Nestled at the foot of Snicker’s Gap in the village of Bluemont, sits a facility like no other. Boulder Crest Retreat offers a respite to combat veterans and their families, who need a break from everyday stresses. On Aug. 19, community members gathered for a fundraising motorcycle ride to aid the nonprofit’s mission.
Opened in 2013, Boulder Crest Retreat anyone who has been deployed to a war zone from any generation and conflict, as well active-duty, reserve and National Guard personnel, veterans and family members, including Gold Star families, and first responders.
The fourth annual Healing Heroes Ride — one of the largest veteran-centered fundraising rides in the country — raised funds through registration fees, raffle items and a secret auction. The ride included over 200 bikes and over 300 riders, organizer Jack Causa said. The weekend’s ride raised $30,000 and it has raised just under $100,000 for Boulder Crest retreat in the past three years.
“It’s very fulfilling and it feels really good. We get a lot of donations from people who can’t ride but want to participate” Causa said. “It’s all bikes, it doesn’t matter, just come and support our veterans.”
The 37-acre facility includes four cabins that each sleep up to six people, a lodge that can accommodate large group gatherings and outside events, a seven-lane archery range with 3-D targets, horses for equine therapy, walking trails, an outdoor exercise area, a children’s playground, a fishing pond, chickens and Heroes Garden — the nation’s second handicapped-accessible walled garden.
Stays are free to veterans and their families and reservations open four months in advance. All families have to do is pay for their food and transport to the retreat. The foundation also has special Thanksgiving, Christmas and Easter programs where they put on a meal for guests, all donated from Tuscarora Mill.
Co-founders Julia and Ken Falke have been donating time to help veterans for years. A Navy veteran himself, Ken Falke was injured in 1989 while serving as an Explosive Ordnance Disposal (EOD). Years later, he and Julia, would start their first military-centered nonprofit for other wounded EOD veterans. EOD technicians are often injured in the line of duty and while hospitalized, the government, at that time, did not help families pay to travel to see their loved one, Julia Falke said.
This is where the Falkes intervened by creating the EOD Warrior Foundation 12 years ago. The foundation raised money for the transportation and accommodation of traveling families. The Falkes would even bring some of the wounded veterans and their families to their own farm to help establish a sense of normalcy while the veteran recovered. It was from this experience that Boulder Crest Retreat was born.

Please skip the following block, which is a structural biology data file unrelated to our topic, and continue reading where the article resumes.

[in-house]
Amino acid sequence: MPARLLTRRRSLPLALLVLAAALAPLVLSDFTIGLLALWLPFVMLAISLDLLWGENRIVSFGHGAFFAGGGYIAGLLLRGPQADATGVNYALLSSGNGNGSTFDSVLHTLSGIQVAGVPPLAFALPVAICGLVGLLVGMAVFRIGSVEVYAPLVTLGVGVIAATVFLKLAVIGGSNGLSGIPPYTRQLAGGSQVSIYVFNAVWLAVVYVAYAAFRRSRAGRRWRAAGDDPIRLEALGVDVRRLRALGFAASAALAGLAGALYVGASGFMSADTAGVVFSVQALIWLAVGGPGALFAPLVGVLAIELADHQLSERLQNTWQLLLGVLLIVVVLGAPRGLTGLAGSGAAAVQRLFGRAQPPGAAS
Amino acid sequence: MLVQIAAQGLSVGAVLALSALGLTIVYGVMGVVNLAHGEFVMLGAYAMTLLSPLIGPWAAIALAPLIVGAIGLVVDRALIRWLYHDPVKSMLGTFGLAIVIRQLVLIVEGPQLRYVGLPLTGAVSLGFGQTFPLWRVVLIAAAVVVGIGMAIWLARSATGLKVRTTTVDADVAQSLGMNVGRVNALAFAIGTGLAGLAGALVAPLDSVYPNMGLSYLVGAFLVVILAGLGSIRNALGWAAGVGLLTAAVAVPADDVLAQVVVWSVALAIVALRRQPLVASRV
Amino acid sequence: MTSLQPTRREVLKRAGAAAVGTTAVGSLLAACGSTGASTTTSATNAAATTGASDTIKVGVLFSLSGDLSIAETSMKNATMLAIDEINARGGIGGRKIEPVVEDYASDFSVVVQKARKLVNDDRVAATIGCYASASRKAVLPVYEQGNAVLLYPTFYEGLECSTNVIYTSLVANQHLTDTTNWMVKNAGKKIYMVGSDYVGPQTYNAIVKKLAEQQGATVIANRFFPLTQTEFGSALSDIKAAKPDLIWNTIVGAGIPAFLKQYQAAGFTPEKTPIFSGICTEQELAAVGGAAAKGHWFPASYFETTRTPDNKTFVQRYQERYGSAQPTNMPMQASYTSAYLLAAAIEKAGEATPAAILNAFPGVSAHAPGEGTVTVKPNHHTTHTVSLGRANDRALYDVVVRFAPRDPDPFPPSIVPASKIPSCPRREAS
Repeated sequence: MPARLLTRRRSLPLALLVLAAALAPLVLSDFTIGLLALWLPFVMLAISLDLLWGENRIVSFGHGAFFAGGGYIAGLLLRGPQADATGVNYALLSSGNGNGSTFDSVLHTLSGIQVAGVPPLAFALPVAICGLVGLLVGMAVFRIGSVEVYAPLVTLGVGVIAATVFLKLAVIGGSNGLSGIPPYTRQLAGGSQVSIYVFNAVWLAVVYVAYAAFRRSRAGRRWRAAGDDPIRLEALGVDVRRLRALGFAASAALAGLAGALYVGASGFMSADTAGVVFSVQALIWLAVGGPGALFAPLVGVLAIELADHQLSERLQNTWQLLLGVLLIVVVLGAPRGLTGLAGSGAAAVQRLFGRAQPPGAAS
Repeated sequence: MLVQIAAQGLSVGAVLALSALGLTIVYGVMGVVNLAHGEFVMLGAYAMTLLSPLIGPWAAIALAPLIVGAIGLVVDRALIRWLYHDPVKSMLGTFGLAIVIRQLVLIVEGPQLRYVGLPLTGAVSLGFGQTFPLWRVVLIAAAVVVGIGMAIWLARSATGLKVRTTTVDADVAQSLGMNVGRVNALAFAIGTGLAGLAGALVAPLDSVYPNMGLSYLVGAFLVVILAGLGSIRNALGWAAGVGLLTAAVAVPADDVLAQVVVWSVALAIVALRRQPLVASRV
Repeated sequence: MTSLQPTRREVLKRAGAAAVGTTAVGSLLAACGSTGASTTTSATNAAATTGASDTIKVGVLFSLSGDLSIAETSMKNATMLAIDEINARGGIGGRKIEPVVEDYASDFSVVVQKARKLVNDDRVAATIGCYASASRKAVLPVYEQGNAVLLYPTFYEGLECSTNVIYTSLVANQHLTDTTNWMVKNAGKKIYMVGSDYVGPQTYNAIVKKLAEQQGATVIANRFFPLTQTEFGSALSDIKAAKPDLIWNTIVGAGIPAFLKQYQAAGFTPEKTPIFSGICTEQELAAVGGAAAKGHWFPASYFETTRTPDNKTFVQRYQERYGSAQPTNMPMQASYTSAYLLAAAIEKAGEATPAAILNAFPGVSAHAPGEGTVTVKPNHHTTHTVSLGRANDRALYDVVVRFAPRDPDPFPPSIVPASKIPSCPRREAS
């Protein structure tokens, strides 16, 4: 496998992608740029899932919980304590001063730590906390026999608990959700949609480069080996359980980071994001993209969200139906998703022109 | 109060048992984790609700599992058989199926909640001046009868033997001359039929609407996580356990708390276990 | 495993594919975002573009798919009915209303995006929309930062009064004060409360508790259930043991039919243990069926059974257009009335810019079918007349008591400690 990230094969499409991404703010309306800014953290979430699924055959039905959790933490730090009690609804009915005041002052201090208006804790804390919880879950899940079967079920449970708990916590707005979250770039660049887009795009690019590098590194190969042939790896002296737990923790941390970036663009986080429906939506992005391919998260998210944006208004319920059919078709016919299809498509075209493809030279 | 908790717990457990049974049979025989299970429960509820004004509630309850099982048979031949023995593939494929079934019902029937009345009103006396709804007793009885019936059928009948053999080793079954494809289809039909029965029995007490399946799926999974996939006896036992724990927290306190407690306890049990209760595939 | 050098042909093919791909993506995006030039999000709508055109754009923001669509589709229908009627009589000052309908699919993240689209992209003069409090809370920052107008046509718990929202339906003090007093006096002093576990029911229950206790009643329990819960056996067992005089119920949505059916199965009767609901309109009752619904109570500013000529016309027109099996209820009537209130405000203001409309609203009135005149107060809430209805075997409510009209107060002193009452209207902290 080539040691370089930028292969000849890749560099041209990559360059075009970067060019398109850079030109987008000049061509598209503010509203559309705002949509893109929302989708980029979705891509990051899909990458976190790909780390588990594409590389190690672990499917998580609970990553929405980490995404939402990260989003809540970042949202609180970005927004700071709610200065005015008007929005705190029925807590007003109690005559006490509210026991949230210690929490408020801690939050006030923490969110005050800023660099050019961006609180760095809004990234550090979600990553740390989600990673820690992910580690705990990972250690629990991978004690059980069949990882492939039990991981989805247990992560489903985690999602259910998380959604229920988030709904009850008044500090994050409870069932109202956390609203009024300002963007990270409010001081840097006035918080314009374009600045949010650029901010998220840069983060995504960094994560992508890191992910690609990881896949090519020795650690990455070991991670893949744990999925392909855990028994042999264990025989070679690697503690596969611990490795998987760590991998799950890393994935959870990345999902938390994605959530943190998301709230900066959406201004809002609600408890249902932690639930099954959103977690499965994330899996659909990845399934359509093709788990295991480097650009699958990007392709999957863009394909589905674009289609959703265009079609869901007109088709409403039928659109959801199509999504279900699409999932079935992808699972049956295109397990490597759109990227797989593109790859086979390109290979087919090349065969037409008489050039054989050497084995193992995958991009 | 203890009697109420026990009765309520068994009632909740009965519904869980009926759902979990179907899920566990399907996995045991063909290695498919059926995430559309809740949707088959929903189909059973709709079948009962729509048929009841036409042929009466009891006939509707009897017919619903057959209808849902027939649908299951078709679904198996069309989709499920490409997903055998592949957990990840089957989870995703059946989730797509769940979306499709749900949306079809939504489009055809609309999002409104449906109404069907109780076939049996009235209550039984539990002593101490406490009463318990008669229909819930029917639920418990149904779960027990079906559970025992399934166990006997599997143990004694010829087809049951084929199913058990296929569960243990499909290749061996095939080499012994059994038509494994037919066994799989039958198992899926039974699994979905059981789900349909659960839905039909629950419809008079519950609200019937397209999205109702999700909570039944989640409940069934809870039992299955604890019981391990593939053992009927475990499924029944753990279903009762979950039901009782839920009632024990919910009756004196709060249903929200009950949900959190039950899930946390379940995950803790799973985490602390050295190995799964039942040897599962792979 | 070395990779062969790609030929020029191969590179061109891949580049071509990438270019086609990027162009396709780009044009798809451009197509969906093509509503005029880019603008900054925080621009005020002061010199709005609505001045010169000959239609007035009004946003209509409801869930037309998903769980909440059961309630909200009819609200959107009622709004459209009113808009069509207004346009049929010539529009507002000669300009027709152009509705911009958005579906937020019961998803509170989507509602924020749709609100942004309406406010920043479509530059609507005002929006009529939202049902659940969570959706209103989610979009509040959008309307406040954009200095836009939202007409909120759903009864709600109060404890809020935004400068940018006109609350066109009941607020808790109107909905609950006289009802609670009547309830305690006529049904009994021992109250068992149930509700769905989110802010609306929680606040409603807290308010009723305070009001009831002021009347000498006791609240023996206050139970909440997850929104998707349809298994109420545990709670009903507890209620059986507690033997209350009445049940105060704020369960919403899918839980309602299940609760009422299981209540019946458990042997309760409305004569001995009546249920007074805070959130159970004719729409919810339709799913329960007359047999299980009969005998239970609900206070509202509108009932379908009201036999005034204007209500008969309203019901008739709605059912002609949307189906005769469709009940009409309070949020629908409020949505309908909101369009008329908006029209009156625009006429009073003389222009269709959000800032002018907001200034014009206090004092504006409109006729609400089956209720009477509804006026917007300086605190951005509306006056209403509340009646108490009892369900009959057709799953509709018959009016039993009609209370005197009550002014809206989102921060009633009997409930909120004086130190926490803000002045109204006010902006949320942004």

The Falkes had the land to build additional cabins for more families, but their property was zoned for farmland and in order to create the retreat they wanted, their land would have to be rezoned to a bed and breakfast. The couple was told it would take three years to get the designation and permits. It only took them eight months, Julia Falke said.
The couple paid for a large part of the facility’s construction. Eighteen months after breaking down, Boulder Crest Retreat was complete, Julia Falke said. The community was behind the couple the entire way. Businesses pledged to donate windows, cabinetry, appliances and bedding to the Falkes if they were able to get the permits and make Boulder Crest happen.
“Every person came through. Everything you see in the kitchens, cabins, music room, all donated,” Julia Falke said. “It just has been an amazing outpouring from people. It’s such a good cause that once people know you’re genuine and you’ve put your time and your effort and your money behind it, people came on board like crazy.”
Now Boulder Crest Retreat has expanded to a second location in Arizona, to better serve veterans looking for a retreat program who are based on the west coast. Apache Springs Retreat will open in spring 2018.
The Arizona facility was largely funded by a $10 million donation by the James Clark Foundation. Boulder Crest Retreat relies on volunteers and donations to continue to operate. The foundation has a small staff and keeps its overhead at nine percent. So far in 2017, Boulder Crest has seen over 4,000 volunteer hours from individual and corporate volunteers.
“There are bout 48,000 veteran charities in the United States and we’re just a small one but we do a lot with what we got,” Julia Falke said.
Those wanting to get involved can donate to Boulder Crest Foundation by selecting it as their charity while using Amazon Smile (smile.amazon.com), donating items on the organization’s wishlist, or visit the organization’s website to find out about hosting fundraisers and volunteering.
“The thing we’re most grateful for is all our volunteers. We have constant volunteers who are here, everyday, all the time, working,” Julia Falke said. “We have a very small staff. Without volunteers, there’s no way we could do it.”